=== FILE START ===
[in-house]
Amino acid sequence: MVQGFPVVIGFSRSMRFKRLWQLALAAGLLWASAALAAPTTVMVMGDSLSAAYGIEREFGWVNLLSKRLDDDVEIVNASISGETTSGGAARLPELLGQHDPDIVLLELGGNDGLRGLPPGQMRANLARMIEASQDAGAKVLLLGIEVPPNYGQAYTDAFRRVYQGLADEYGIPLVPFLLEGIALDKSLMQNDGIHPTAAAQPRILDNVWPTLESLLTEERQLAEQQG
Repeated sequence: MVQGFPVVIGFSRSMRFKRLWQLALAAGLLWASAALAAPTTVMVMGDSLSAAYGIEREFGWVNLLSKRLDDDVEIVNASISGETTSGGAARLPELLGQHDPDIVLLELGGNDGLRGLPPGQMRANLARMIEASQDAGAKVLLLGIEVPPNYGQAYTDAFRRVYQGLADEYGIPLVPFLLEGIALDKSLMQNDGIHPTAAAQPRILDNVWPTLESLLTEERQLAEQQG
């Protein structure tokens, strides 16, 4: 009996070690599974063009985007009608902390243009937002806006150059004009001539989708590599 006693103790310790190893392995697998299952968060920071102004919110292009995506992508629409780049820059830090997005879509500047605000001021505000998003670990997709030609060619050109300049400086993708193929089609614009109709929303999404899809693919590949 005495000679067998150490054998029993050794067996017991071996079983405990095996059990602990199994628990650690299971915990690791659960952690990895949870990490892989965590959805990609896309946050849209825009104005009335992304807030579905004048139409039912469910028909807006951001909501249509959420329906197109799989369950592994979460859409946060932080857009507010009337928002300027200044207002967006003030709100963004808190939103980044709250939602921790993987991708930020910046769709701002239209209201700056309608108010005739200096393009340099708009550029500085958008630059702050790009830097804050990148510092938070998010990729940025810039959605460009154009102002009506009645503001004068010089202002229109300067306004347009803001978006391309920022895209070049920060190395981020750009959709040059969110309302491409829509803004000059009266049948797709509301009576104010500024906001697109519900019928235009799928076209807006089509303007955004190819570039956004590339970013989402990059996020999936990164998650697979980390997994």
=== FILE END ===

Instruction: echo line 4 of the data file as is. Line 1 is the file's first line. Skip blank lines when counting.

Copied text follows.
């Protein structure tokens, strides 16, 4: 009996070690599974063009985007009608902390243009937002806006150059004009001539989708590599 006693103790310790190893392995697998299952968060920071102004919110292009995506992508629409780049820059830090997005879509500047605000001021505000998003670990997709030609060619050109300049400086993708193929089609614009109709929303999404899809693919590949 005495000679067998150490054998029993050794067996017991071996079983405990095996059990602990199994628990650690299971915990690791659960952690990895949870990490892989965590959805990609896309946050849209825009104005009335992304807030579905004048139409039912469910028909807006951001909501249509959420329906197109799989369950592994979460859409946060932080857009507010009337928002300027200044207002967006003030709100963004808190939103980044709250939602921790993987991708930020910046769709701002239209209201700056309608108010005739200096393009340099708009550029500085958008630059702050790009830097804050990148510092938070998010990729940025810039959605460009154009102002009506009645503001004068010089202002229109300067306004347009803001978006391309920022895209070049920060190395981020750009959709040059969110309302491409829509803004000059009266049948797709509301009576104010500024906001697109519900019928235009799928076209807006089509303007955004190819570039956004590339970013989402990059996020999936990164998650697979980390997994």